It is worth noting that RAL was approved by regulatory agencies as a twice daily drug on the basis of the Startmrk clinical trial. However, attempts were made to demonstrate that RAL might be used on a once-daily basis if dosed at 800mg once-daily (qd) as opposed to the twice-daily (bid) dosing schedule of 400 mg that is recommended [11]. Although the results of the clinical trial on this topic, termed Qdmrk, performed in 670 drug-naïve individuals, showed that qd dosing with RAL in combination with TDF/FTC did not meet the 10% criterion of non-inferiority in comparison to the bid use of RAL, the fact is that the qd use of RAL proved to be effective at suppression of viral load to <50 copies viral RNA/ml in more than 83% of subjects over a period of 48 weeks [12]. Moreover, the results further indicated that qd dosing with RAL was as effective as bid RAL in almost all patients who initiated therapy with HIV RNA <100,000 copies/ml at baseline, suggesting as well that RAL may be a forgiving drug in regard to occasional non-adherence [12, 13]. One of the reasons for the superiority of RAL over EFV in the Startmrk trial may, therefore, be that occasionally missed doses of RAL as part of a bid regimen may not impact significantly on treatment outcome, and, as well, that RAL is both more potent and less toxic than EFV. Of course, the fact that RAL does not need to be boosted by a pharmacological enhancer such as ritonavir or cobicistat is another major advantage.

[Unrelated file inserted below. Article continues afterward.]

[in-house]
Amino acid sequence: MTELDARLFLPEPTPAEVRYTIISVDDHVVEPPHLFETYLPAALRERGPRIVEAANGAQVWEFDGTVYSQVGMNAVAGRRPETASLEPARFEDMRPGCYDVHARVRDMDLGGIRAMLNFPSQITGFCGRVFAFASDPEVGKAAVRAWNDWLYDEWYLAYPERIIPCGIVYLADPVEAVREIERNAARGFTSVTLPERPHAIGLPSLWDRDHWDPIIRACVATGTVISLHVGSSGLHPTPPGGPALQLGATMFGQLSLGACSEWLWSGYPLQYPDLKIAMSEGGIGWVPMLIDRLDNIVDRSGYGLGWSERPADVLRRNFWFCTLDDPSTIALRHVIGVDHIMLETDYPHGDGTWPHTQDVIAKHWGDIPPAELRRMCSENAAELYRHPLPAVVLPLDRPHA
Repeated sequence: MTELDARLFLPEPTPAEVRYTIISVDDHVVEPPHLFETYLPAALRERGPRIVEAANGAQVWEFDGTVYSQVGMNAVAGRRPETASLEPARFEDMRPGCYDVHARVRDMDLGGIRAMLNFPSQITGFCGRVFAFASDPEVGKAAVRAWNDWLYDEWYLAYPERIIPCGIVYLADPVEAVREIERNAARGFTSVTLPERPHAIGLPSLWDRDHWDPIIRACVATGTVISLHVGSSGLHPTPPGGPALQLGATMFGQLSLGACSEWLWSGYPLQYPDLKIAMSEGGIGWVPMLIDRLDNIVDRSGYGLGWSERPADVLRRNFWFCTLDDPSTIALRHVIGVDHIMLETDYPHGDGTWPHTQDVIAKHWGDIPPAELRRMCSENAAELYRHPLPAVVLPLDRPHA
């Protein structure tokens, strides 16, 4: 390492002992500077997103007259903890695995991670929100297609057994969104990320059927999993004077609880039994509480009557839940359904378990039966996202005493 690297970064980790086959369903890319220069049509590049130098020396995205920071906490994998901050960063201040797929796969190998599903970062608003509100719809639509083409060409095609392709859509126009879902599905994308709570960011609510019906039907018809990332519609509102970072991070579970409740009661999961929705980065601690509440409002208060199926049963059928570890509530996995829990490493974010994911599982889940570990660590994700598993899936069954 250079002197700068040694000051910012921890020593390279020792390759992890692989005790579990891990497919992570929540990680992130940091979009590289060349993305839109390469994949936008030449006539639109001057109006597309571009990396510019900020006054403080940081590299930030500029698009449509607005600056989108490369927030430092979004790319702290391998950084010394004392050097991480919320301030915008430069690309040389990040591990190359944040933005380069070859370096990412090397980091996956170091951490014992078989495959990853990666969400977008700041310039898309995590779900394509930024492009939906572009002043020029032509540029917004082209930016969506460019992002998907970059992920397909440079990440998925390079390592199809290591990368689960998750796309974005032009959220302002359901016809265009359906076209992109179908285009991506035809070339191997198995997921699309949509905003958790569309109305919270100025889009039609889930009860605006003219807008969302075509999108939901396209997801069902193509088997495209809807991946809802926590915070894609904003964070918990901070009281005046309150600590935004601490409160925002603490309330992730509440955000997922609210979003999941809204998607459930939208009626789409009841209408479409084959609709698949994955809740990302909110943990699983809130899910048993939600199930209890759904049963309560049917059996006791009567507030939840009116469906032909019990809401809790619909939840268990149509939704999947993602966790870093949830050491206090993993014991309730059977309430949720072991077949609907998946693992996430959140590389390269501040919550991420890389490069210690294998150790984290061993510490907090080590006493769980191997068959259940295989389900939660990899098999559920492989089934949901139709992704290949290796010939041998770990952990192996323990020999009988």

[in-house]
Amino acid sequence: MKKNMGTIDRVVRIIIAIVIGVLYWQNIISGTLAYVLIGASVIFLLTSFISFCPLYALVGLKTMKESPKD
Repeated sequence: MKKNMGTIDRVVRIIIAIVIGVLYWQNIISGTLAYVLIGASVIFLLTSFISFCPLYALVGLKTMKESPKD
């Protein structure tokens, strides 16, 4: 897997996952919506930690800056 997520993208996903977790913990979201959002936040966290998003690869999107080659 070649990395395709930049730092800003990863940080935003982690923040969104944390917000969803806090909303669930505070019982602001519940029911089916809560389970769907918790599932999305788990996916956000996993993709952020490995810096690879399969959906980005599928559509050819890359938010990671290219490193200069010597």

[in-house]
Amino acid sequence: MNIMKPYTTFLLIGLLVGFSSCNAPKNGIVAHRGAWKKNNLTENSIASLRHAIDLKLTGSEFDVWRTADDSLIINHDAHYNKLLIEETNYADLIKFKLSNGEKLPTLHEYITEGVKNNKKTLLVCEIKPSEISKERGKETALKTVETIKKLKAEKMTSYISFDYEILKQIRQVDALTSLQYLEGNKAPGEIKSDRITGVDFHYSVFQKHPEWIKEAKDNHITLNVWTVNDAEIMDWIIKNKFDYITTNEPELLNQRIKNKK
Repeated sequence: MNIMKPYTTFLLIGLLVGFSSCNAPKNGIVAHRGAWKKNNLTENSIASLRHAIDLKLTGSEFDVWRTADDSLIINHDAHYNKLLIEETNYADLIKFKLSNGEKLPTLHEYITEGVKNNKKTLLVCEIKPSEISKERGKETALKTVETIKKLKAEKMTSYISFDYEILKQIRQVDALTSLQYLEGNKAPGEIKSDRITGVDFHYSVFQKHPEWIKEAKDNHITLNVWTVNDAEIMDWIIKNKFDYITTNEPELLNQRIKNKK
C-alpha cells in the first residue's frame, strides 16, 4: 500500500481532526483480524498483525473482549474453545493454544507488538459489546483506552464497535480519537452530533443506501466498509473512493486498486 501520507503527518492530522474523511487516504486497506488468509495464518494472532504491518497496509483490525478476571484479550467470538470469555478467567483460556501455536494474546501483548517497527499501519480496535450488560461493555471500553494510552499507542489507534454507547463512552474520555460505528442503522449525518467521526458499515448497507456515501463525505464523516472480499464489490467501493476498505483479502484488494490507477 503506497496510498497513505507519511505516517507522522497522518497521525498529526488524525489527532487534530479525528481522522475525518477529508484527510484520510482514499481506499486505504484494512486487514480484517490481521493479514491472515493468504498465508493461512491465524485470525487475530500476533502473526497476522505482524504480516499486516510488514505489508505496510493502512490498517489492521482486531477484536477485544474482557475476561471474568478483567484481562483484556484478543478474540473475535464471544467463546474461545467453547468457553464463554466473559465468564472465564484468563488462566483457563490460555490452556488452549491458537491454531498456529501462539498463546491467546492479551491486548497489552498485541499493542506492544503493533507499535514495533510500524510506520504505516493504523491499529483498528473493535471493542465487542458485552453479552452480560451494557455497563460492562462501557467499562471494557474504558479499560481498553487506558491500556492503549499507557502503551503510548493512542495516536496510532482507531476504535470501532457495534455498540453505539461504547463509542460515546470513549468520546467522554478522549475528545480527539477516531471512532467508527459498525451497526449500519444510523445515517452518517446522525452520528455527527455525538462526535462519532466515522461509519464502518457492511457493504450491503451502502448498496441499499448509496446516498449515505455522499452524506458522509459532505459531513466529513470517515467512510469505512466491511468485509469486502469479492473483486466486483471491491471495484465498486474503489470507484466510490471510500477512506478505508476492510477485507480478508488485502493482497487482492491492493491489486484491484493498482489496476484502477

Recent clinical findings suggest that a new second generation INSTI termed dolutegravir (DTG) is also superior to EFV over 48 weeks of therapy, when both drugs are used in combination with a fixed dose of once-daily NRTIs, abacavir/lamivudine or TDF/FTC, respectively [14]. However, a second randomized double-blind double dummy study showed that once daily DTG was not superior but rather non-inferior to twice daily RAL, despite the potential advantage of being used on a qd basis due to a long plasma half-life and an ability to bind to the HIV integrase enzyme for a more protracted period than either RAL or EVG [15]. DTG also has the advantage of not requiring boosting by a pharmacological enhancer, and it is likely that DTG will be approved by regulatory agencies during 2013, giving rise to a situation in which three different INSTIs will be available for treatment of HIV disease. DTG will represent a further important addition to the antiretroviral armamentarium of drugs and has also the advantage of having a higher genetic barrier to resistance than the two other INSTIs (Table 1, [3]).